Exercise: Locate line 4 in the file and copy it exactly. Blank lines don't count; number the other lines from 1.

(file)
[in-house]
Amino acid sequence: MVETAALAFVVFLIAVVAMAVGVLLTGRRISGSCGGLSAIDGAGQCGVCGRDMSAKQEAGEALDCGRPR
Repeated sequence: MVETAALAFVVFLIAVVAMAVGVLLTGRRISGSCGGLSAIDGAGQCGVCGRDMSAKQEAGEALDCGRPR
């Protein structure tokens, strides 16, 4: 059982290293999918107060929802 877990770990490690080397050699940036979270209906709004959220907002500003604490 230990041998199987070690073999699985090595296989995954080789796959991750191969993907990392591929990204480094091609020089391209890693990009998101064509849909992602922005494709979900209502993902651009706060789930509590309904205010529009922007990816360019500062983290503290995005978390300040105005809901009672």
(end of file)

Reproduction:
């Protein structure tokens, strides 16, 4: 059982290293999918107060929802 877990770990490690080397050699940036979270209906709004959220907002500003604490 230990041998199987070690073999699985090595296989995954080789796959991750191969993907990392591929990204480094091609020089391209890693990009998101064509849909992602922005494709979900209502993902651009706060789930509590309904205010529009922007990816360019500062983290503290995005978390300040105005809901009672």